GP Short Notes # 753, 28 September 2023
In the news
On 28 September, Nagorno-Karabakh separatist leader, Samvel Shakhramanyan, signed a decree stating that their self-declared Republic of Artsakh would “cease to exist” by 1 January 2024.
The same day, the former leader of Nagorno-Karabakh, Ruben Vardanyan, a businessman who led the separatist government from November 2022 to February 2023, was arrested by Azerbaijani authorities while trying to leave the region.
From 24 September, ethnic Armenians in Nagorno-Karabakh began a mass exodus from Armenia following the military offensive launched by Azerbaijan, culminating in a ceasefire between Azerbaijan and the separatist forces. According to several news reports, over 70,000 ethnic Armenians out of an estimated population of 120,000 have left Nagorno-Karabakh and entered Armenia in the last week over fears of persecution and ethnic cleansing.
Meanwhile, Azerbaijan's Ministry of Foreign Affairs released a statement urging the ethnic Armenians to remain in Nagorno-Karabakh: “We call on Armenian residents not to leave their homes and become part of Azerbaijan's multi-ethnic society.”
Issues at large
First, a background to the self-declared republic of Nagorno-Karabakh. In 1923, the former Soviet Union established the Nagorno-Karabakh Autonomous Oblast, home to a majority of ethnic Armenians but located inside the internationally recognised borders of Azerbaijan. The region has operated for over 30 years autonomously with a de facto government called the Republic of Artsakh. In 1988, the region’s legislature passed a resolution to join Armenia, however, the region went on to officially declare independence. Since then, Armenia and Azerbaijan have fought two major wars in 1988 and 2020 and several border skirmishes over Nagorno-Karabakh.
Second, Azerbaijan’s victory and Armenia’s loss over Nagorno-Karabakh. Since the ceasefire brokered in 2020, Azerbaijan has demanded that it should have full control of all of Nagorno-Karabakh. Over the last three years, Azerbaijan has regained substantial territory in the region. However, for Armenia, the situation is bitter once again. Armenia has lost substantial territory over the last three years and has been on the receiving end of Azerbaijan’s aggression. While the recent developments have highlighted Azerbaijan’s aggression over the region and its ability to acquire its demands, Armenia, faces challenges in its planning and regional support.
Third, the uncertain peace agreement. The hostilities on the battlefield may have come to an end, however, the hindrances in the peace negotiations continue to remain. In 2022, both sides began negotiations on a peace agreement that would formally delimit their mutual border, rebuild transport links, and restore diplomatic relations, however, these talks remain elusive. The most contentious issue up for debate would be the transportation links, particularly, the Zangezur Corridor, a road through Armenia connecting Azerbaijan to its exclave of Naxcivan and the Lachin Corridor, which links Armenia with Nagorno-Karabakh.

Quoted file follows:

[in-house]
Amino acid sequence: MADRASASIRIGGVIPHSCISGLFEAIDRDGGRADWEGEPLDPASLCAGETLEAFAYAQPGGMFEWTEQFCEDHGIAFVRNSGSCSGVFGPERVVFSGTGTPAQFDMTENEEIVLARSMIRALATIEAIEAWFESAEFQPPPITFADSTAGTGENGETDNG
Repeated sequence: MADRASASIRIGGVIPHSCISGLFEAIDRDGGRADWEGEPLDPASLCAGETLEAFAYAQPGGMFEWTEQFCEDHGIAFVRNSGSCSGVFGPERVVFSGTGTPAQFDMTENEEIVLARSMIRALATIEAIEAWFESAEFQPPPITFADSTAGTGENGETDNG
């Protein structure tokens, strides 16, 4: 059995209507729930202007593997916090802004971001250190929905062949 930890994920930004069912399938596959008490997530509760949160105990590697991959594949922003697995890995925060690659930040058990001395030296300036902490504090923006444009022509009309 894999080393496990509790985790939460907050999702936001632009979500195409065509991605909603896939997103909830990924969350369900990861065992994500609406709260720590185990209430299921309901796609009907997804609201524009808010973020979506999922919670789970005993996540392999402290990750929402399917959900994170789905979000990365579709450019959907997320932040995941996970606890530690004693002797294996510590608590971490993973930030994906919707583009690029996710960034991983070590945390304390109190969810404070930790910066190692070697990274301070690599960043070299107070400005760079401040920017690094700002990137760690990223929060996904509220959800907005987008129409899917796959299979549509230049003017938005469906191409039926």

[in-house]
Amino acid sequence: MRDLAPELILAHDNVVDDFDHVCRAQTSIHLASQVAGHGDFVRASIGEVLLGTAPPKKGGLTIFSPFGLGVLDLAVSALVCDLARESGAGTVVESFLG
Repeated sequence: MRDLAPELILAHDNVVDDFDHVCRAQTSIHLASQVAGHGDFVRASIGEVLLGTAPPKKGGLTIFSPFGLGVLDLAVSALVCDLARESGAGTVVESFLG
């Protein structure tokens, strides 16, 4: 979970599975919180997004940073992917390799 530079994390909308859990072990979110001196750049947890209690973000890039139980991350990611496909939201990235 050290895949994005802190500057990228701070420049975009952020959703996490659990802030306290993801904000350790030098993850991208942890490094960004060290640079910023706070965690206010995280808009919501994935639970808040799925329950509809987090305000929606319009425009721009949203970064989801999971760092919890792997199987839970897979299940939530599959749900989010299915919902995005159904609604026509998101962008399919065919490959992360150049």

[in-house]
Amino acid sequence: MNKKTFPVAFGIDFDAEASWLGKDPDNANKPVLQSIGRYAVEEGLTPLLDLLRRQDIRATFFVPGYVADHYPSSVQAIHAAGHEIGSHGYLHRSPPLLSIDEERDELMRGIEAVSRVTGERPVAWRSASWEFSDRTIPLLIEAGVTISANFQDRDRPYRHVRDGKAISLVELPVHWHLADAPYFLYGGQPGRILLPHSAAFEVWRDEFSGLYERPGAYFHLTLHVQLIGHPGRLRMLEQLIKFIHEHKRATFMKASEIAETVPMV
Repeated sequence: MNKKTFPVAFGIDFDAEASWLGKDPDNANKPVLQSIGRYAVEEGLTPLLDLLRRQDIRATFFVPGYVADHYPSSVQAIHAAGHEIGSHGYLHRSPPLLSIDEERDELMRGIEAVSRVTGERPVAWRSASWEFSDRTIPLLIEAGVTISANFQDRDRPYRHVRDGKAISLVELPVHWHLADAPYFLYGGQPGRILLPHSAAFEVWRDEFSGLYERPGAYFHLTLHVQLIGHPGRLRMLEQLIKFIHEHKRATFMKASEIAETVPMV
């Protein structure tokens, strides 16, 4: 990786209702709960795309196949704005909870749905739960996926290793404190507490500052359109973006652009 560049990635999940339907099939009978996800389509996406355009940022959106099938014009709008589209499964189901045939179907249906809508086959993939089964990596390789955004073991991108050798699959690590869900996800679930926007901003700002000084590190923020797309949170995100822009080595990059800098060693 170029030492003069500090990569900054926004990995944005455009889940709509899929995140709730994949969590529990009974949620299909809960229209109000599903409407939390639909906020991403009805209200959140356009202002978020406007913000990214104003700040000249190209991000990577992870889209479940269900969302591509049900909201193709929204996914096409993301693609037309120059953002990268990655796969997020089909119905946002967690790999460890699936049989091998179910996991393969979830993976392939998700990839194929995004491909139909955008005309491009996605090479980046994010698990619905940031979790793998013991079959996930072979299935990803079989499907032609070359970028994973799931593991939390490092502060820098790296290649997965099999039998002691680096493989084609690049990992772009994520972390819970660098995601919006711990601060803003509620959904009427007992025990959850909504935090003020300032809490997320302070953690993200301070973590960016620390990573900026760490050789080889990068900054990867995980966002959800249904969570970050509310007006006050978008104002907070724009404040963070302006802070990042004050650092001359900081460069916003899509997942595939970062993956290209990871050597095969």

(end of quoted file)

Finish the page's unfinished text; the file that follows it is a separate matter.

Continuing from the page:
Fourth, the mass exodus from Nagorno-Karabakh. Mass displacements have been a common feature in this conflict. Although concerning, the present exodus is not the largest in terms of numbers. In 2020, the United Nations High Commissioner for Refugees (UNHCR) stated that 90,000 people had gone to Armenia and 40,000 to Azerbaijan. Earlier in 1994, it was estimated that over 900,000 people fled to Azerbaijan and 300,000 to Armenia because of the war. The concern with the present exodus is Armenia’s preparedness and ability to handle the influx of ethnic Armenian refugees.
First, the likelihood of a humanitarian crisis. Given that Nagorno-Karabakh has already been witnessing a humanitarian crisis since December 2022, the displacement of people is likely to threaten the outbreak of a humanitarian crisis in the region. The crisis would take a toll on Armenia as it grapples with the influx of ethnic Armenian refugees. To address these concerns, Yerevan would require vital assistance from the international community.
Second, the complete breakdown of the 2020 ceasefire agreement. The agreement has been criticised for being lopsided in favour of Azerbaijan and for the omission of key issues that needed to be resolved. The agreement failed to discuss communication, transport links, and the issue of Armenian refugees and Azerbaijani Internally Displaced People (IDPs). These issues are likely to become more polarised with the recent developments. The two sides would likely take hard stances on these issues in an attempt to play their power.
Third, the geopolitical implications. Although Azerbaijan’s reclaim of territory in Nagorno-Karabakh seems to be achieved with little effort, its actions reflect the geopolitical development that has taken place in the last three years in the South Caucasus. For instance, Azerbaijan’s closeness to Turkey and Iran is likely to play out in the region further. Conversely, Armenia’s relations with Russia are troubled, while the US, EU and other players remain neutral in taking sides. However, the power politics over the region should not be dismissed as it could manifest itself more evidently in the future.